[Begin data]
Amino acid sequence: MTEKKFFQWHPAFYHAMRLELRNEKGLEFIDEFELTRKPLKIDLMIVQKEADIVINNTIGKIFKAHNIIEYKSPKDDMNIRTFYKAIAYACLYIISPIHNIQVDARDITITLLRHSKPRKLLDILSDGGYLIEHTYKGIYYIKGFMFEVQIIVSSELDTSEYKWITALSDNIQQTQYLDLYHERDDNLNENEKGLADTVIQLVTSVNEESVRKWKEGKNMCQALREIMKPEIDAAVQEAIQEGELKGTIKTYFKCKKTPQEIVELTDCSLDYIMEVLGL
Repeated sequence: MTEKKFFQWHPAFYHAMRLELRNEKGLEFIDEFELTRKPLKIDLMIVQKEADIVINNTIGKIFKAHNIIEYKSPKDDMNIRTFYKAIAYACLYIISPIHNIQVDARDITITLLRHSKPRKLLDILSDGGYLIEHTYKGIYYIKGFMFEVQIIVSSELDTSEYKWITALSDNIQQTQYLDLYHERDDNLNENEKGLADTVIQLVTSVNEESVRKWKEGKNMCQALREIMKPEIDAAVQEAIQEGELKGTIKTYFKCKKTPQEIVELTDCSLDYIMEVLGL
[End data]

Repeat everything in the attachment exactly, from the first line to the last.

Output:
Amino acid sequence: MTEKKFFQWHPAFYHAMRLELRNEKGLEFIDEFELTRKPLKIDLMIVQKEADIVINNTIGKIFKAHNIIEYKSPKDDMNIRTFYKAIAYACLYIISPIHNIQVDARDITITLLRHSKPRKLLDILSDGGYLIEHTYKGIYYIKGFMFEVQIIVSSELDTSEYKWITALSDNIQQTQYLDLYHERDDNLNENEKGLADTVIQLVTSVNEESVRKWKEGKNMCQALREIMKPEIDAAVQEAIQEGELKGTIKTYFKCKKTPQEIVELTDCSLDYIMEVLGL
Repeated sequence: MTEKKFFQWHPAFYHAMRLELRNEKGLEFIDEFELTRKPLKIDLMIVQKEADIVINNTIGKIFKAHNIIEYKSPKDDMNIRTFYKAIAYACLYIISPIHNIQVDARDITITLLRHSKPRKLLDILSDGGYLIEHTYKGIYYIKGFMFEVQIIVSSELDTSEYKWITALSDNIQQTQYLDLYHERDDNLNENEKGLADTVIQLVTSVNEESVRKWKEGKNMCQALREIMKPEIDAAVQEAIQEGELKGTIKTYFKCKKTPQEIVELTDCSLDYIMEVLGL